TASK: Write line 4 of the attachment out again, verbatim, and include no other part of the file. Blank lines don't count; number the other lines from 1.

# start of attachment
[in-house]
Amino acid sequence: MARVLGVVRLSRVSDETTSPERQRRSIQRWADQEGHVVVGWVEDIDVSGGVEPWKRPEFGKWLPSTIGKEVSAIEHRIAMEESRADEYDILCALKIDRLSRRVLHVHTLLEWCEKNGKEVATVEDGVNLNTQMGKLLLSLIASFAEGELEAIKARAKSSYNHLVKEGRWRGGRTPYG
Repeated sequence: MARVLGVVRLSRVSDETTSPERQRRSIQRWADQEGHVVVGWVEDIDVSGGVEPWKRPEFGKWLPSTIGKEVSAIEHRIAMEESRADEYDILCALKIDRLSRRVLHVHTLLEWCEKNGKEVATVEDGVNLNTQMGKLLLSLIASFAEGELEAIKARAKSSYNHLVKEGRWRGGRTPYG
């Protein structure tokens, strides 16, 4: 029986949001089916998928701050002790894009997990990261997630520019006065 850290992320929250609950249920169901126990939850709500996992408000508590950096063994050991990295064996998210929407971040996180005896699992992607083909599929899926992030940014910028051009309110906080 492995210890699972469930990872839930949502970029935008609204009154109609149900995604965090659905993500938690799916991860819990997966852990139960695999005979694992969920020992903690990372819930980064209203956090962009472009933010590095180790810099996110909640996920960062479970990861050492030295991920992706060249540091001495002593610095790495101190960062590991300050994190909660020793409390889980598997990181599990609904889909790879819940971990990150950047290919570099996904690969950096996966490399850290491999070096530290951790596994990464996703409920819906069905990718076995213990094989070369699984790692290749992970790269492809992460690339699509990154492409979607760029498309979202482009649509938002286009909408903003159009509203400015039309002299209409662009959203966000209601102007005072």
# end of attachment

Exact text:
């Protein structure tokens, strides 16, 4: 029986949001089916998928701050002790894009997990990261997630520019006065 850290992320929250609950249920169901126990939850709500996992408000508590950096063994050991990295064996998210929407971040996180005896699992992607083909599929899926992030940014910028051009309110906080 492995210890699972469930990872839930949502970029935008609204009154109609149900995604965090659905993500938690799916991860819990997966852990139960695999005979694992969920020992903690990372819930980064209203956090962009472009933010590095180790810099996110909640996920960062479970990861050492030295991920992706060249540091001495002593610095790495101190960062590991300050994190909660020793409390889980598997990181599990609904889909790879819940971990990150950047290919570099996904690969950096996966490399850290491999070096530290951790596994990464996703409920819906069905990718076995213990094989070369699984790692290749992970790269492809992460690339699509990154492409979607760029498309979202482009649509938002286009909408903003159009509203400015039309002299209409662009959203966000209601102007005072």